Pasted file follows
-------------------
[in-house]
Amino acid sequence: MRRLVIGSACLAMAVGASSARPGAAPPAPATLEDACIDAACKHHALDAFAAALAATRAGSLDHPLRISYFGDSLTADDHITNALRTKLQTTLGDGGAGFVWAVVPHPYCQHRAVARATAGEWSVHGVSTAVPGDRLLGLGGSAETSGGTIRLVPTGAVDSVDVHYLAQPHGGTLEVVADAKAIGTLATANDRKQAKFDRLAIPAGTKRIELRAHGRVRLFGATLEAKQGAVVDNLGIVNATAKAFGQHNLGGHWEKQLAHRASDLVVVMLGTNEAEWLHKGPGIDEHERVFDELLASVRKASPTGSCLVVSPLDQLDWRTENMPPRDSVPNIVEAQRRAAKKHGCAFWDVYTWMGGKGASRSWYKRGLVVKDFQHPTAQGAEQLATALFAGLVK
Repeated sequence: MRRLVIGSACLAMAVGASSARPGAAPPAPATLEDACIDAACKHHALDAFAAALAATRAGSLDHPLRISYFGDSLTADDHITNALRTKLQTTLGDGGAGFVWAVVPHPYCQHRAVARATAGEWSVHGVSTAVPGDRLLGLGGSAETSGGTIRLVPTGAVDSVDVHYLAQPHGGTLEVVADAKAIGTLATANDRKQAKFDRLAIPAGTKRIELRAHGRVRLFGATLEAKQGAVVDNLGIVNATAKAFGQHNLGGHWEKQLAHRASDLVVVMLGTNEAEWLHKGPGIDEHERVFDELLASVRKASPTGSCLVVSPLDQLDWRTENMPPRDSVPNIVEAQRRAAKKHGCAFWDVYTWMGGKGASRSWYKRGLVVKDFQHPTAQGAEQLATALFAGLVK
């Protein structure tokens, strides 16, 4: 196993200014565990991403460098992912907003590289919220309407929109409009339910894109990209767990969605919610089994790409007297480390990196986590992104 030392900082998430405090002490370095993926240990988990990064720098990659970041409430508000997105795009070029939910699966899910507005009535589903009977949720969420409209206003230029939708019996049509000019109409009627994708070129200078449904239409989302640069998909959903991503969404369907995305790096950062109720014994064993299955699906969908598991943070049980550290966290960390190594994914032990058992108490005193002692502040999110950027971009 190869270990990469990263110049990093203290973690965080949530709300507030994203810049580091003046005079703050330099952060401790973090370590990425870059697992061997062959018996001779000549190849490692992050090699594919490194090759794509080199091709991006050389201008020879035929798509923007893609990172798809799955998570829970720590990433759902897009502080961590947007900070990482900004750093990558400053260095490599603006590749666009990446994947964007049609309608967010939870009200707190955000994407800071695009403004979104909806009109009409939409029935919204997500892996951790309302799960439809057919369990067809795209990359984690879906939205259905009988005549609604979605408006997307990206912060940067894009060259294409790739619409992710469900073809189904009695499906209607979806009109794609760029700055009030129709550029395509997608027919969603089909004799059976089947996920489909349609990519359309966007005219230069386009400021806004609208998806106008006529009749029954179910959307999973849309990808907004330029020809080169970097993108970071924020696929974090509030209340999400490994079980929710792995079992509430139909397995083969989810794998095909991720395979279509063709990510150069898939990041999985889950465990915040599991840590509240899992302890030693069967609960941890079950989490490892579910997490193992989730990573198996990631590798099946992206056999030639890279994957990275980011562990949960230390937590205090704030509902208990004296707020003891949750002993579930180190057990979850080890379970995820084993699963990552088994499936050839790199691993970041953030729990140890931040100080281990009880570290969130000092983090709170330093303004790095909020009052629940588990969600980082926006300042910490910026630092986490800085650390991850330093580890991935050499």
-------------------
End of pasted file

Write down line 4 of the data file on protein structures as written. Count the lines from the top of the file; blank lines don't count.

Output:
């Protein structure tokens, strides 16, 4: 196993200014565990991403460098992912907003590289919220309407929109409009339910894109990209767990969605919610089994790409007297480390990196986590992104 030392900082998430405090002490370095993926240990988990990064720098990659970041409430508000997105795009070029939910699966899910507005009535589903009977949720969420409209206003230029939708019996049509000019109409009627994708070129200078449904239409989302640069998909959903991503969404369907995305790096950062109720014994064993299955699906969908598991943070049980550290966290960390190594994914032990058992108490005193002692502040999110950027971009 190869270990990469990263110049990093203290973690965080949530709300507030994203810049580091003046005079703050330099952060401790973090370590990425870059697992061997062959018996001779000549190849490692992050090699594919490194090759794509080199091709991006050389201008020879035929798509923007893609990172798809799955998570829970720590990433759902897009502080961590947007900070990482900004750093990558400053260095490599603006590749666009990446994947964007049609309608967010939870009200707190955000994407800071695009403004979104909806009109009409939409029935919204997500892996951790309302799960439809057919369990067809795209990359984690879906939205259905009988005549609604979605408006997307990206912060940067894009060259294409790739619409992710469900073809189904009695499906209607979806009109794609760029700055009030129709550029395509997608027919969603089909004799059976089947996920489909349609990519359309966007005219230069386009400021806004609208998806106008006529009749029954179910959307999973849309990808907004330029020809080169970097993108970071924020696929974090509030209340999400490994079980929710792995079992509430139909397995083969989810794998095909991720395979279509063709990510150069898939990041999985889950465990915040599991840590509240899992302890030693069967609960941890079950989490490892579910997490193992989730990573198996990631590798099946992206056999030639890279994957990275980011562990949960230390937590205090704030509902208990004296707020003891949750002993579930180190057990979850080890379970995820084993699963990552088994499936050839790199691993970041953030729990140890931040100080281990009880570290969130000092983090709170330093303004790095909020009052629940588990969600980082926006300042910490910026630092986490800085650390991850330093580890991935050499």